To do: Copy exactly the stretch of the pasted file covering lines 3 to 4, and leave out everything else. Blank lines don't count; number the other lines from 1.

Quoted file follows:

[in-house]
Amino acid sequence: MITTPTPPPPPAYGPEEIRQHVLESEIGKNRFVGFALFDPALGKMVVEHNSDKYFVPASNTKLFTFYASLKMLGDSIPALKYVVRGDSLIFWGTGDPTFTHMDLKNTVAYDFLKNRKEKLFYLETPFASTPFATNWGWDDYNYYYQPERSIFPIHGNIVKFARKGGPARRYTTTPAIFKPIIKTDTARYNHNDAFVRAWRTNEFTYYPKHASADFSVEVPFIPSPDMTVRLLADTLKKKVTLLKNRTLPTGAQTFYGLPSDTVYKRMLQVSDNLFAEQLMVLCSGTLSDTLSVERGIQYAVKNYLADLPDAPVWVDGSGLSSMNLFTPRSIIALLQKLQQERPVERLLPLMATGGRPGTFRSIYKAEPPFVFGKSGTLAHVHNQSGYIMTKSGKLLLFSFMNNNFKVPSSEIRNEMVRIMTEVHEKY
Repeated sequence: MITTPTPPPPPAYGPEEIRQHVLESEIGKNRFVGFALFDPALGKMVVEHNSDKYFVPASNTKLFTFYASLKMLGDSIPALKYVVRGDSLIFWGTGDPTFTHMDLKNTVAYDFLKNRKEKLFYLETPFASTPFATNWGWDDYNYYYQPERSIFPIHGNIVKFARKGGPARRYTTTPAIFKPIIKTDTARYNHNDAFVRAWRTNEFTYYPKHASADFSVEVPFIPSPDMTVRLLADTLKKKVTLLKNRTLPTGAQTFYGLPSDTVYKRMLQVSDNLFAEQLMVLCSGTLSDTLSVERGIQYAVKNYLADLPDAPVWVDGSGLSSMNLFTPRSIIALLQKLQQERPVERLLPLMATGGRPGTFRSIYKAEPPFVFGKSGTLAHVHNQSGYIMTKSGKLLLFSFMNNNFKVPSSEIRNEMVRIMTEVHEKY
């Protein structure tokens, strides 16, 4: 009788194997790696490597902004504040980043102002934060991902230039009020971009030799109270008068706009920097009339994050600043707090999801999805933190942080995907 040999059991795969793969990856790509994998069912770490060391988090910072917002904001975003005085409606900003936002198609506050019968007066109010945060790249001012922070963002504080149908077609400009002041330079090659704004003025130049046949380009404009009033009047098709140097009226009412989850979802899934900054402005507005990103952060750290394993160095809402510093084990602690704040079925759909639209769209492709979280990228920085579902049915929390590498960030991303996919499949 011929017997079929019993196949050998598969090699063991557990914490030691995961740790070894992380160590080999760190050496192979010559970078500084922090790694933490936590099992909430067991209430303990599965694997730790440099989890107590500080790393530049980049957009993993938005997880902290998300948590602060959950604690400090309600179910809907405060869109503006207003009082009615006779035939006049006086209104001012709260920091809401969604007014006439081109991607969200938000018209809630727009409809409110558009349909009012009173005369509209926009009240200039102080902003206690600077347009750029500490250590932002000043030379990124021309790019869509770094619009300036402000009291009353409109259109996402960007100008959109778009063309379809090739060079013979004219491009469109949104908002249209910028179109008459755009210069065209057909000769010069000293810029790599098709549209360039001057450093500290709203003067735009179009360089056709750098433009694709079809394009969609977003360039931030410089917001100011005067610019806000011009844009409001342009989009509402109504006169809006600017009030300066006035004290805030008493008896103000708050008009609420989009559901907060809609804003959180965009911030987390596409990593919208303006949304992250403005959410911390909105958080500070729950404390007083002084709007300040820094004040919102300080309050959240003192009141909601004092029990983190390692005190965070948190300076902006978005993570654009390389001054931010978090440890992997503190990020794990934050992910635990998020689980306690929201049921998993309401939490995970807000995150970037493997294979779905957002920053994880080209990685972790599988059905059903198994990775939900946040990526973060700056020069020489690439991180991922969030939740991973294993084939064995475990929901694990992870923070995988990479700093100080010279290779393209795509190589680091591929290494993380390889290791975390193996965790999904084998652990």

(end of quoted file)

Repeated sequence: MITTPTPPPPPAYGPEEIRQHVLESEIGKNRFVGFALFDPALGKMVVEHNSDKYFVPASNTKLFTFYASLKMLGDSIPALKYVVRGDSLIFWGTGDPTFTHMDLKNTVAYDFLKNRKEKLFYLETPFASTPFATNWGWDDYNYYYQPERSIFPIHGNIVKFARKGGPARRYTTTPAIFKPIIKTDTARYNHNDAFVRAWRTNEFTYYPKHASADFSVEVPFIPSPDMTVRLLADTLKKKVTLLKNRTLPTGAQTFYGLPSDTVYKRMLQVSDNLFAEQLMVLCSGTLSDTLSVERGIQYAVKNYLADLPDAPVWVDGSGLSSMNLFTPRSIIALLQKLQQERPVERLLPLMATGGRPGTFRSIYKAEPPFVFGKSGTLAHVHNQSGYIMTKSGKLLLFSFMNNNFKVPSSEIRNEMVRIMTEVHEKY
């Protein structure tokens, strides 16, 4: 009788194997790696490597902004504040980043102002934060991902230039009020971009030799109270008068706009920097009339994050600043707090999801999805933190942080995907 040999059991795969793969990856790509994998069912770490060391988090910072917002904001975003005085409606900003936002198609506050019968007066109010945060790249001012922070963002504080149908077609400009002041330079090659704004003025130049046949380009404009009033009047098709140097009226009412989850979802899934900054402005507005990103952060750290394993160095809402510093084990602690704040079925759909639209769209492709979280990228920085579902049915929390590498960030991303996919499949 011929017997079929019993196949050998598969090699063991557990914490030691995961740790070894992380160590080999760190050496192979010559970078500084922090790694933490936590099992909430067991209430303990599965694997730790440099989890107590500080790393530049980049957009993993938005997880902290998300948590602060959950604690400090309600179910809907405060869109503006207003009082009615006779035939006049006086209104001012709260920091809401969604007014006439081109991607969200938000018209809630727009409809409110558009349909009012009173005369509209926009009240200039102080902003206690600077347009750029500490250590932002000043030379990124021309790019869509770094619009300036402000009291009353409109259109996402960007100008959109778009063309379809090739060079013979004219491009469109949104908002249209910028179109008459755009210069065209057909000769010069000293810029790599098709549209360039001057450093500290709203003067735009179009360089056709750098433009694709079809394009969609977003360039931030410089917001100011005067610019806000011009844009409001342009989009509402109504006169809006600017009030300066006035004290805030008493008896103000708050008009609420989009559901907060809609804003959180965009911030987390596409990593919208303006949304992250403005959410911390909105958080500070729950404390007083002084709007300040820094004040919102300080309050959240003192009141909601004092029990983190390692005190965070948190300076902006978005993570654009390389001054931010978090440890992997503190990020794990934050992910635990998020689980306690929201049921998993309401939490995970807000995150970037493997294979779905957002920053994880080209990685972790599988059905059903198994990775939900946040990526973060700056020069020489690439991180991922969030939740991973294993084939064995475990929901694990992870923070995988990479700093100080010279290779393209795509190589680091591929290494993380390889290791975390193996965790999904084998652990």